Understanding Islam in Asia, a Pathway to Multicultural Canada

By Hye-jin Juhn, East Asian Studies and Political Science Liaison Librarian

May is Asian Heritage Month in Canada. It is a time to recognize and celebrate the contributions that Asian Canadians have made to Canada. It is also a time to learn about the rich and diverse history and culture of Asia.

During this year’s Asian Heritage Month, the McGill Library showcases scholarly and educational resources about Islam in Asia through a virtual exhibit of books and documentary films. The cover images of a selection of books are also on display in the Redpath Library building from May 1st to May 30th.

Cover images of a selection of Asian History Month books are also on display in the Redpath Library building from May 1st to May 30th.

Islam is solidly woven into the social and cultural fabric of Canadian society. It is the second-largest religion in Canada after Christianity, with nearly 1.8 million Muslims representing 4.9% of the entire population of 38 million (2021 Canada Census of Population).

The Muslim population is expected to grow exponentially. More and more Muslims are choosing to immigrate to Canada for educational and business opportunities. There is also a relatively small, but growing population of migrants in vulnerable situations, who arrive from areas such as Afghanistan and the Xinjiang region through Canada’s Refugees and Asylum

Canada is where cultures meet and acculturate to one another. While many Canadians accept, appreciate, and enjoy the richness and the diversity that Islamization brings to their society and culture, there has been a worrisome growth in Islamophobia based on misinformation, and political biases.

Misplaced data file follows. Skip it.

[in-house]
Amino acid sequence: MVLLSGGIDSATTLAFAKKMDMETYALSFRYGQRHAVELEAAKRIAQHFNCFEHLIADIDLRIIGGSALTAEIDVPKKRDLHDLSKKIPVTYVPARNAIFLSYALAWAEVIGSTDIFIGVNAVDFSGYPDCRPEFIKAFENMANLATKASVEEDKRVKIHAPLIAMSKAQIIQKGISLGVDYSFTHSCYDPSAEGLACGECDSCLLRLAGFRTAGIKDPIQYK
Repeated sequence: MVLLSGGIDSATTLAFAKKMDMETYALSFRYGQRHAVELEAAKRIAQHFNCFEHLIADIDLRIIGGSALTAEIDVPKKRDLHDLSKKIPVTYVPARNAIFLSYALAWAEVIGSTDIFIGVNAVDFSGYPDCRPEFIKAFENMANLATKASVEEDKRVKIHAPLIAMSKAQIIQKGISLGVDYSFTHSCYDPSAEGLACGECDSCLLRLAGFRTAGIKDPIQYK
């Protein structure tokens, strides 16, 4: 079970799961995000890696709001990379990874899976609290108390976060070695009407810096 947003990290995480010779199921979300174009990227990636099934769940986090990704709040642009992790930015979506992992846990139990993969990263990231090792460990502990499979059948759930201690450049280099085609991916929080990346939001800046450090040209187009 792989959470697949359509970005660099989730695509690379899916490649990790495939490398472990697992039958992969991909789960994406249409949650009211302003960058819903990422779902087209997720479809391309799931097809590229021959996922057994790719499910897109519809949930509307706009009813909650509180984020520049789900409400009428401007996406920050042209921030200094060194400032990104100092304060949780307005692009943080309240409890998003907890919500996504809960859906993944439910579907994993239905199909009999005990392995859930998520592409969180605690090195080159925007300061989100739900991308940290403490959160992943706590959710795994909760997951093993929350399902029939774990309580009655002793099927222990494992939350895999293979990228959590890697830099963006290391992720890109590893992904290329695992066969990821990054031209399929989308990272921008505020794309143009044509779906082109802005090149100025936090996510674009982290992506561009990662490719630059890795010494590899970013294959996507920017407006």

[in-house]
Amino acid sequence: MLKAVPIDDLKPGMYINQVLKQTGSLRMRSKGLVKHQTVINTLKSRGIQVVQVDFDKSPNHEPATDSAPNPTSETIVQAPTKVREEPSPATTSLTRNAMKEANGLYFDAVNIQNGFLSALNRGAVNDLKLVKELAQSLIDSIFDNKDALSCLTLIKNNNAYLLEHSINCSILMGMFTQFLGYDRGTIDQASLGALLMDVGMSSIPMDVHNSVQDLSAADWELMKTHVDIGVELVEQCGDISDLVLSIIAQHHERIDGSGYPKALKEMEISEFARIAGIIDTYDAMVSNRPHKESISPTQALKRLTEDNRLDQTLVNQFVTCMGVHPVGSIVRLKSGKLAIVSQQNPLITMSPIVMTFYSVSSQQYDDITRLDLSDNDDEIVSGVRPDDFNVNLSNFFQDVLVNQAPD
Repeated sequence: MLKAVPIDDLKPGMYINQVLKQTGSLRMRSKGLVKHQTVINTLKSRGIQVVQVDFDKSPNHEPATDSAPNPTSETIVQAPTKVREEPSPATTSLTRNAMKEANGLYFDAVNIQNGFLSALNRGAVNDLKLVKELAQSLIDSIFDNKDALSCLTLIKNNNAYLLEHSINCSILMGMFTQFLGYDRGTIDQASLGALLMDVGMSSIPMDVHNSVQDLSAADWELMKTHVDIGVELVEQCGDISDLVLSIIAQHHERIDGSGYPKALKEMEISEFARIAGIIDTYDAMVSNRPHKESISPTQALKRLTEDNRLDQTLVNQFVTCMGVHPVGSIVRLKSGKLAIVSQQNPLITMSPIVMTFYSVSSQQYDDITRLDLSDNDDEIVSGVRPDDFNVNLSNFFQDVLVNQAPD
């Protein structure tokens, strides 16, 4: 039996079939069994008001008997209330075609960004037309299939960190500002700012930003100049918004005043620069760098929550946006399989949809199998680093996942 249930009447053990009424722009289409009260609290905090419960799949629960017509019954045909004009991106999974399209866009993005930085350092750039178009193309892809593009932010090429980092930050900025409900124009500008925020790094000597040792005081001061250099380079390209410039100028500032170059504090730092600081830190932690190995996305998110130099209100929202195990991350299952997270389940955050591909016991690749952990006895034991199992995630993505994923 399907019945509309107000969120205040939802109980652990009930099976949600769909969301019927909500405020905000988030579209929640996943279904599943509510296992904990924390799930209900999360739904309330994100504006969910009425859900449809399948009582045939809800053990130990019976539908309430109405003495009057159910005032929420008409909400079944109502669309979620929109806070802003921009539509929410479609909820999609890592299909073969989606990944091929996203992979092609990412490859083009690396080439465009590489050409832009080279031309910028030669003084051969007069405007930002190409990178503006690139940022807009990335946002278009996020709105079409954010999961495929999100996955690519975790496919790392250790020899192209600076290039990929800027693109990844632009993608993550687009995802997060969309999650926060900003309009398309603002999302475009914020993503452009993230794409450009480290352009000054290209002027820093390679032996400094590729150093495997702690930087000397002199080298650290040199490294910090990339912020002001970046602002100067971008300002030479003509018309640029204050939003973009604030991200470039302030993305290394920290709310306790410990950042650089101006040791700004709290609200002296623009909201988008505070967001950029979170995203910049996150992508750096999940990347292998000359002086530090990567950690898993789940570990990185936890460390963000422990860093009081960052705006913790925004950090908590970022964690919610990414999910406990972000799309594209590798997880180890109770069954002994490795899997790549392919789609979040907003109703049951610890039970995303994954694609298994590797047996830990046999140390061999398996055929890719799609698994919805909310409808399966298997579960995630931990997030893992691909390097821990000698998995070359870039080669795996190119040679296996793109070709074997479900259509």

Islamophobia is a form of anti-Asian racism. Nearly 39% of the Muslims in Canada are presumed to be of Asian origins (2001 Canada Census of Population). But both Muslim and non-Muslim Asians have been attacked by Islamophobic individuals and groups due to racial prejudices.

Some of the ways we can fight anti-Asian racism are by “learning about pan-Asian diversity and the unique identities and cultures that have enriched Canadian society” and by “challenging stereotypes.” (Addressing anti-Asian racism)

Through the McGill Library’s Redpath book display and the online exhibition, we hope to provide an opportunity for the McGill Community to learn about various topics of history and culture of Islam in Asia. We hope to motivate the McGillians to delve into some of these topics, and to share their knowledge through further education and research.

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